What is it about?
In some cases, snow avalanches have gone much farther than conventional models (both dynamical and statistics-based ones) predict. Both observations and experiments have indicated for some time that dry-snow avalanches consist not only of a dense core and a dilute powder-snow cloud, but that there is a third, intermediate-density flow regime, which shows high mobility combined with significant impact pressure. We call this flow regime fluidized because snow particle collisions produce enough dispersive pressure to drive particles away from each other and thus to reduce friction significantly. We extend the Norem–Irgens–Schieldrop avalanche model so that it can describe both the dense and fluidized flow regimes. For the density-dependent rheological parameters, results of theoretical analyses and numerical simulations of granular materials are used. Applying the model to different observed avalanche events, we find that it successfully simulates long-runout avalanches without much tuning of the friction parameters in the model.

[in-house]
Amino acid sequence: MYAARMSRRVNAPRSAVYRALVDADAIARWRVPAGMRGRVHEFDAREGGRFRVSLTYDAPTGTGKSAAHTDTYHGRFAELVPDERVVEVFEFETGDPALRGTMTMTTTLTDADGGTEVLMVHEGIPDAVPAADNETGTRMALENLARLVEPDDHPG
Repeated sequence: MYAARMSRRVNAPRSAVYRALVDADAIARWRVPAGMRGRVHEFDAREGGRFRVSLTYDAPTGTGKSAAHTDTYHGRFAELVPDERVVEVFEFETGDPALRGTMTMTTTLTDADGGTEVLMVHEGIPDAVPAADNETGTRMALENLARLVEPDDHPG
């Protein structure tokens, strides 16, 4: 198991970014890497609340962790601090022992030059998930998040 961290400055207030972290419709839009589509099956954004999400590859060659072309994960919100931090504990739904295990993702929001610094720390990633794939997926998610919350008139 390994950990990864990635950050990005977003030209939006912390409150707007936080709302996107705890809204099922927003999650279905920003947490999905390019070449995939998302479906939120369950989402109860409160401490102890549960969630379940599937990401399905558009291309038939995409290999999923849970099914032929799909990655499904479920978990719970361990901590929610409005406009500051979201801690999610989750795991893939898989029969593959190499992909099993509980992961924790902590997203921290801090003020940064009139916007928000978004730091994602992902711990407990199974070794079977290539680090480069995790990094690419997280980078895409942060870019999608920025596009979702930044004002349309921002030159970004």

Photo by Annie Spratt on Unsplash
Why is it important?
The proposed model provides a physics-based description of important aspects of avalanche flow – in particular the density reduction that occurs when the avalanche speed increases. In the fluidized flow regime, the flow resistance is much lower than in the dense regime so that the run-out can be much longer. Importantly, the model achieves this more realistic modeling without the need to invoke low values of the basic friction parameters, as is necessary e.g. in Voellmy-type models. This is an important step towards a more objective way of producing avalanche hazard maps.
Read the Original
This page is a summary of: Exploring the significance of the fluidized flow regime for avalanche hazard mapping, Annals of Glaciology, January 2008, Cambridge University Press, DOI: 10.3189/172756408787814997.
You can read the full text:
The following have contributed to this page